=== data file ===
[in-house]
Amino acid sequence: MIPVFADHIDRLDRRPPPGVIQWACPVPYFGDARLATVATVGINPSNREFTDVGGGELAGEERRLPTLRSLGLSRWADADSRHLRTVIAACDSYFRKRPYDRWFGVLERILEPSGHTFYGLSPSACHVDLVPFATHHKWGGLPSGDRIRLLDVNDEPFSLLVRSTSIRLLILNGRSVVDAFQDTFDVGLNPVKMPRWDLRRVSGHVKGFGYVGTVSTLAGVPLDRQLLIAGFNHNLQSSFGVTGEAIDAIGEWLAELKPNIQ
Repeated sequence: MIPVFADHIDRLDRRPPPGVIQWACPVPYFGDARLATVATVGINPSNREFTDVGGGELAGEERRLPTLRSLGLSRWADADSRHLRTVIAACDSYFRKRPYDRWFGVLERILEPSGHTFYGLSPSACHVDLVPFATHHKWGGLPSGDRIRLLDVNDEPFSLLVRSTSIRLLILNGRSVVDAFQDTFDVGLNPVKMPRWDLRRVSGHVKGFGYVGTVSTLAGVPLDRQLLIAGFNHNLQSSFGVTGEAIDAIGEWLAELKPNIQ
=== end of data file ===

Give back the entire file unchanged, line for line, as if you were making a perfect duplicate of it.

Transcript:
[in-house]
Amino acid sequence: MIPVFADHIDRLDRRPPPGVIQWACPVPYFGDARLATVATVGINPSNREFTDVGGGELAGEERRLPTLRSLGLSRWADADSRHLRTVIAACDSYFRKRPYDRWFGVLERILEPSGHTFYGLSPSACHVDLVPFATHHKWGGLPSGDRIRLLDVNDEPFSLLVRSTSIRLLILNGRSVVDAFQDTFDVGLNPVKMPRWDLRRVSGHVKGFGYVGTVSTLAGVPLDRQLLIAGFNHNLQSSFGVTGEAIDAIGEWLAELKPNIQ
Repeated sequence: MIPVFADHIDRLDRRPPPGVIQWACPVPYFGDARLATVATVGINPSNREFTDVGGGELAGEERRLPTLRSLGLSRWADADSRHLRTVIAACDSYFRKRPYDRWFGVLERILEPSGHTFYGLSPSACHVDLVPFATHHKWGGLPSGDRIRLLDVNDEPFSLLVRSTSIRLLILNGRSVVDAFQDTFDVGLNPVKMPRWDLRRVSGHVKGFGYVGTVSTLAGVPLDRQLLIAGFNHNLQSSFGVTGEAIDAIGEWLAELKPNIQ